Arnold Kling  

Why aren't there more investment bankers?

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David Leonhardt writes,


From World War II through the 1970s, while most Americans were getting solid raises every year, the incomes of the richest 1 percent were doing only a little better than inflation. Since the 1980s, the two groups have switched places. The affluent have received huge gains, and everyone else's pay growth has slowed down. For the last six decades, in other words, the American economy has been much more of a zero-sum game than we might like to believe.

I think that the term "zero-sum game" is probably off. We have absorbed well over tens of millions of immigrants in this period, and my guess is that the economy has been positive-sum for them.

But what all this handwringing about the income distribution is missing is a story about competition. Why aren't the rents at the high end of the income distribution competed away?

I can see how doctors earn rents--there are obvious barriers to entry. And the field of entertainment generates winner-take-all results, in part because being popular makes you more popular.

But a lot of the big money is in finance--investment banking. One would expect more people to go into investment banking and compete away those rents.

The market solution to income inequality would be more investment bankers. Why aren't there more investment bankers?

I am pretty sure that all of my daughters could master finance if they wanted to. Both economic theory and my wife are telling them that they should major in accounting, but none of them will do so. I may be naive, but I suspect that there are a lot of people who could raise their incomes by going into investment banking. They are not prevented from doing so, but they choose other careers as a matter of taste.

This leads to the hypothesis that wealth is becoming more concentrated because fewer people are focused on achieving enormous wealth. My daughters, by not competing, enable the people with investment banking jobs to earn high rents.

In short, the distribution of wealth represents differences in taste. Many people prefer jobs with less income and more of other characteristics.

I think that many people steer away from finance and accounting as a matter of taste. But people who choose different occupations are not all satisfied with simply making their own choice and letting other people make their choices. Just as there are people who believe that it is in bad taste to smoke or drive an SUV, there are people who believe that it is in bad taste to be an investment banker. And just as there are people who want to see government do something to punish smokers and SUV owners, there are people who want to see government punish those who choose high-income careers.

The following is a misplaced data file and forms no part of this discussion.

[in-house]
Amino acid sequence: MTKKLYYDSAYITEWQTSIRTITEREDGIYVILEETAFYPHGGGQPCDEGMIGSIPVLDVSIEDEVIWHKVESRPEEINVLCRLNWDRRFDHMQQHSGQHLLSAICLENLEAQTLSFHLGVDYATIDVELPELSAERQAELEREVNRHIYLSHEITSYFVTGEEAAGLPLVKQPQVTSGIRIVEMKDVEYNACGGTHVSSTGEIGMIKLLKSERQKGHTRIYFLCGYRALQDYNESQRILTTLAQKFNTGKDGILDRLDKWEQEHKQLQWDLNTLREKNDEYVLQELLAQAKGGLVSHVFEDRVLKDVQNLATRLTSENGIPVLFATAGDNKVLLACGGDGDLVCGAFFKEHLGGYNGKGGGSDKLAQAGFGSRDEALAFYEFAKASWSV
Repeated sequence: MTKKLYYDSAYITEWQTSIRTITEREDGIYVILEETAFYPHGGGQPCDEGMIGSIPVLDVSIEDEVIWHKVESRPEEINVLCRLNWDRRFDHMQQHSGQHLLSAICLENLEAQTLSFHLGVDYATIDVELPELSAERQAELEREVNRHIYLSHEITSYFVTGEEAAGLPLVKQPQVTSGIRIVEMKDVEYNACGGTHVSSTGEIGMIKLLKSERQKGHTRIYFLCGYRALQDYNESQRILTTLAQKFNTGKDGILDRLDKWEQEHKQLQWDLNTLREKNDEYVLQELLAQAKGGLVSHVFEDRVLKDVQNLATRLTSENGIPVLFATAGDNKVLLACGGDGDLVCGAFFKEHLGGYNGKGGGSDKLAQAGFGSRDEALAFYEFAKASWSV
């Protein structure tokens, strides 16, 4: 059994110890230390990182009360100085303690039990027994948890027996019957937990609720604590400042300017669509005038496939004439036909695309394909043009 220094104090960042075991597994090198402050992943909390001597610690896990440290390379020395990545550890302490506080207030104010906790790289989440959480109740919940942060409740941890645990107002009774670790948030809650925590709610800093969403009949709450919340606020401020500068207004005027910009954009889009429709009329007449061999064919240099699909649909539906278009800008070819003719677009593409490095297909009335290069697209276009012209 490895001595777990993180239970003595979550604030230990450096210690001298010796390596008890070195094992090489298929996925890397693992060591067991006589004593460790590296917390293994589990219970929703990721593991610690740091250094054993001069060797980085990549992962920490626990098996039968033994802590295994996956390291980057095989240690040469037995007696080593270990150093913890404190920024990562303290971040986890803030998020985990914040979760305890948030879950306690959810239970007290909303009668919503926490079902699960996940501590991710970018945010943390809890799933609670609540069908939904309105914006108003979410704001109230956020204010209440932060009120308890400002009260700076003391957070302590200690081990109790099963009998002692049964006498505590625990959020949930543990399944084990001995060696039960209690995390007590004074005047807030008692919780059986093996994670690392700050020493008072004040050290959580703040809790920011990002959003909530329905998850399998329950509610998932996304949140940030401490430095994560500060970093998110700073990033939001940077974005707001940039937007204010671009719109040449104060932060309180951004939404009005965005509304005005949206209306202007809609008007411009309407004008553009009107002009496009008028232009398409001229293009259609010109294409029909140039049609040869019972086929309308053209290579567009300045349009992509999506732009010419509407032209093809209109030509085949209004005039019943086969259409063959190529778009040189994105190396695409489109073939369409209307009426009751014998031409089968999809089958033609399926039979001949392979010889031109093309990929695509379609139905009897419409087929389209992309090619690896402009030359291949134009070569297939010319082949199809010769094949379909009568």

UPDATE: a commenter makes a good point, which is that many investment bankers are not in the top income bracket. It might be that if there were more investment bankers, the more run-of-the-mill six-figure incomes would be competed down, but the incomes of the superstars might remain the same. I don't know enough about what generates the really high rents in the industry to know whether more competition lower down would lead to less spectacular rents at the very top.


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CATEGORIES: Income Distribution



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The author at Half Sigma in a related article titled U.S. Census vs. Arnold Kling writes:
    According to the U.S. Census 2007 Statistical Abstract, 74.5% of college students report that "being very well off financially" is "very important or essential." This is up from 62.5% in 1980 and 36.2% in 1970. More evidence that Arnold Kling's [Tracked on December 15, 2006 2:52 PM]
COMMENTS (30 to date)
KipEsquire writes:

The term "investment banking as a career" is comparable to the terms "health care as a career" or "education as a career" -- you are lumping together far too many and too varied occupations for your thesis to have any potency.

(P.S. Yes I am an investment banker. No I am not in the top 1% of incomes. Go figure.)

cljo writes:

I like your competition point. On the "taste" point, I think it has something to do with the perceived social and political limitations of being an investment banker. For example, I know conservative doctors, liberal doctors, Republican doctors, and Democrat doctors. Most people "know" exactly who an investment banker is. If they are not that person, regardless of their interest in finance, then they move on.

Timothy writes:

It takes a very specific type of person with a bad case of OCD to be an accountant.